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New Cancer Drugs May Shrink Tumors, Boost Stock Prices

As the new year turns, investors, physicians and patients alike will be waiting eagerly for Bristol-Myers Squibb (BMY) to report results from the latest trial of drug candidate nivolumab.

The trial, studying patients with a virulent disease called squamous non-small-cell lung cancer, is just a phase two trial, and it normally requires three rounds before a company will file for approval. But previous results were so strong, and the other treatments for this disease so lacking, that it's widely hoped that Bristol will file on the strength of that data, bringing nivolumab on the market as soon as late 2014.

For patients, that means new hope. For Bristol and its investors, that means money. Current Wall Street consensus expects the drug's annual sales to hit $4.7 billion by 2020.

Incoming Drug Class

It probably won't be alone. Nivolumab is one of a new class of medicines called PD-1 inhibitors, or anti-PD-1s. Fellow big pharmas Merck (MRK), Roche (RHHBY) and GlaxoSmithKline (GSK), along with small biotech CureTech, all have their own promising candidates in testing. These drugs are about the most exciting thing happening in cancer right now, say analysts.

"It's one of the few areas where we're going to see a new class of drugs, with potentially new revenue streams," Les Funtleyder, author of Healthcare Investing, told IBD. "That's the excitement.

Anti-PD-1s belong to a larger class of biologics called monoclonal antibodies, which work by manipulating the patient's immune system. Giving the immune system a general boost doesn't always help fight cancer, since the body can have trouble distinguishing between healthy cells and cancerous ones. One pathway that some cancers use to evade recognition is a protein called programmed cell death 1, hence PD-1. Research has shown that PD-1 expresses a ligand called PD-L1 that acts as a regulator on the white blood cells that fight disease, so a drug that inhibits it should unleash the blood cells' full force.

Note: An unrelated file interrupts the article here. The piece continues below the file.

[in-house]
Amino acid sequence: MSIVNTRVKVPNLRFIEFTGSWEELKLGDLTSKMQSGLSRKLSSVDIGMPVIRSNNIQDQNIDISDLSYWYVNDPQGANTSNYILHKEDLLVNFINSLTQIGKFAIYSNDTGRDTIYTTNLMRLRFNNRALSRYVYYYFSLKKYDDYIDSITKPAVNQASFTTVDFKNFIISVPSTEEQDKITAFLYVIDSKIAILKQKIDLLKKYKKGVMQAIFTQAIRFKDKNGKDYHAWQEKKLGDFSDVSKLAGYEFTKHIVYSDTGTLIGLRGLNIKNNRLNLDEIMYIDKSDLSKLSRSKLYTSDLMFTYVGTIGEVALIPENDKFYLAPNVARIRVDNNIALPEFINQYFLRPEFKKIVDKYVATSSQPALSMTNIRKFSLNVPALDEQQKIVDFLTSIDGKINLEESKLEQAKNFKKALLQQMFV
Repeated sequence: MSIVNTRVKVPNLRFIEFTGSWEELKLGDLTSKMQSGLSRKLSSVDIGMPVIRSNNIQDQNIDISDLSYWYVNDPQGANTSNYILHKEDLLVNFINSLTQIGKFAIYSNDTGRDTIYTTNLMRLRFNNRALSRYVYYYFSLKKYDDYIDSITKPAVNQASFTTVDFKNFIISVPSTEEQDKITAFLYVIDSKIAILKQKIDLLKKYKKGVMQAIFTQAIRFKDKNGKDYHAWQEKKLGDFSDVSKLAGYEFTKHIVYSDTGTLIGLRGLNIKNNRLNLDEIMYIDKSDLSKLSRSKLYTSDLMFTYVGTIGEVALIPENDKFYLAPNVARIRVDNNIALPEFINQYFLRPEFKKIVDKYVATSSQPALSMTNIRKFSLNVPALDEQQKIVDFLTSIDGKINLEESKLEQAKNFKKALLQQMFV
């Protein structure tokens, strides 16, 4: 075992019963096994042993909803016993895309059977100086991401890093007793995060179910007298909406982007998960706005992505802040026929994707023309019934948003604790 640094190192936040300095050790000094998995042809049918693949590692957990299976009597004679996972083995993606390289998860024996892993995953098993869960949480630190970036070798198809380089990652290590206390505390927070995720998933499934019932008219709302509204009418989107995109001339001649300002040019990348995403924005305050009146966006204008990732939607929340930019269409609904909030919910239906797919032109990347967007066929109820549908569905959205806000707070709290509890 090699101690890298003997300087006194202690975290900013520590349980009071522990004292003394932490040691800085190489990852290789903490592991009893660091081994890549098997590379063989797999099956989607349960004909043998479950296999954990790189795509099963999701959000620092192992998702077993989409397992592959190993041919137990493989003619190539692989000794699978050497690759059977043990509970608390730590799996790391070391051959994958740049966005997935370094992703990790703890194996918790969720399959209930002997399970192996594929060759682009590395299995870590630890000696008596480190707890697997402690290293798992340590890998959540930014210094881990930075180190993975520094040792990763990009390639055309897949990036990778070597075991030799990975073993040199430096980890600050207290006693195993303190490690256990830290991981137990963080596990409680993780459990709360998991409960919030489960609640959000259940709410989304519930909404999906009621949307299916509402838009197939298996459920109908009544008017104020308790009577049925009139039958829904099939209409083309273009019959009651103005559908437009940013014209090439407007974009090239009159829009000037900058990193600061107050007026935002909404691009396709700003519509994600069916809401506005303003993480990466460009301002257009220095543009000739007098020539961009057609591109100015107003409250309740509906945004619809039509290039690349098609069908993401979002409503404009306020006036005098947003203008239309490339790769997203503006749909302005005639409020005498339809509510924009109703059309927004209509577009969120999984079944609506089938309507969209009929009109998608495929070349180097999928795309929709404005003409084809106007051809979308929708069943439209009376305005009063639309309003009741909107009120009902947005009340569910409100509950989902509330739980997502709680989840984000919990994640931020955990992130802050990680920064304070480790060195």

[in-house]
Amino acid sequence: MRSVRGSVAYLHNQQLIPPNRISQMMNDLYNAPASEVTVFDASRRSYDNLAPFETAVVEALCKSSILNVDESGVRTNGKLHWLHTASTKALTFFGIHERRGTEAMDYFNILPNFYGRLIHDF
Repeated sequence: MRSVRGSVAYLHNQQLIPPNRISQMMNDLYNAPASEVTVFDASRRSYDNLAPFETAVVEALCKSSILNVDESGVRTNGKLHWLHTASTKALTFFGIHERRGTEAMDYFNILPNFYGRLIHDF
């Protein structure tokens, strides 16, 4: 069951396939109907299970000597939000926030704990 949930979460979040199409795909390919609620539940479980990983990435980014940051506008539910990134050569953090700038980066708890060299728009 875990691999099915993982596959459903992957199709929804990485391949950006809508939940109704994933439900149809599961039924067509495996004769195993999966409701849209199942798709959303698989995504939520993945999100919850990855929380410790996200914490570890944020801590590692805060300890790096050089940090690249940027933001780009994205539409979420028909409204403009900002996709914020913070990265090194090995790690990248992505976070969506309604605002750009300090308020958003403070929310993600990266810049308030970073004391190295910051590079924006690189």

Not all cancer cells express PD-L1, but some of them are among the most common and virulent types: around 40% to 50% of melanoma, colon and non-small-cell lung cancers, as well as about 20% of kidney cancers. Not surprisingly, those cancers have been the focus of clinical testing.

High Response Rates

Bristol has been running some 25 clinical trials with nivolumab, but the main focus of attention has been on melanoma, lung and kidney cancer. The study that got people so excited about its potential in squamous lung cancer was its phase one trial of refractory patients reported last year. The overall response rate (i.e. tumor shrinkage) was 43% to 50%. By comparison, the response rate for the current standard drug, Roche's Tarceva, ranges between 4% and 17%.

Lung data are just starting to come out on Merck's candidate MK-3475, but the data on other cancers, especially melanoma, have been competitive with nivolumab so far. Last month Merck reported that the 12-month survival rate for melanoma patients in a phase one study was 81%, similar to the 82% rate achieved by nivolumab combined with Yervoy, an existing Bristol drug for melanoma.

Overall survival is "the gold standard the FDA looks for" when evaluating cancer drugs, said Morningstar analyst Damien Conover. For obvious reasons, though, it takes the longest to gather. While Merck's data were interesting, "survival curves will mature as we go out further," ISI Group analyst Mark Schoenebaum said in a Nov. 18 email.

Merck's 'Breakthrough' Drug

Unlike nivolumab, MRK-3475 has been granted "breakthrough therapy" designation by the FDA, under a new policy designed to accelerate approval of drugs that represent a significant improvement on existing therapies. Nonetheless, its clinical program is far enough behind Bristol's that the Street doesn't expect a launch until 2015. They estimate annual sales will reach $2.3 billion by 2020 .

In the meantime observers are waiting on a passel of phase two data on MK-3475 expected next year, especially at the annual American Society of Clinical Oncology meeting in June. That could move the drug's estimates and Merck's stock.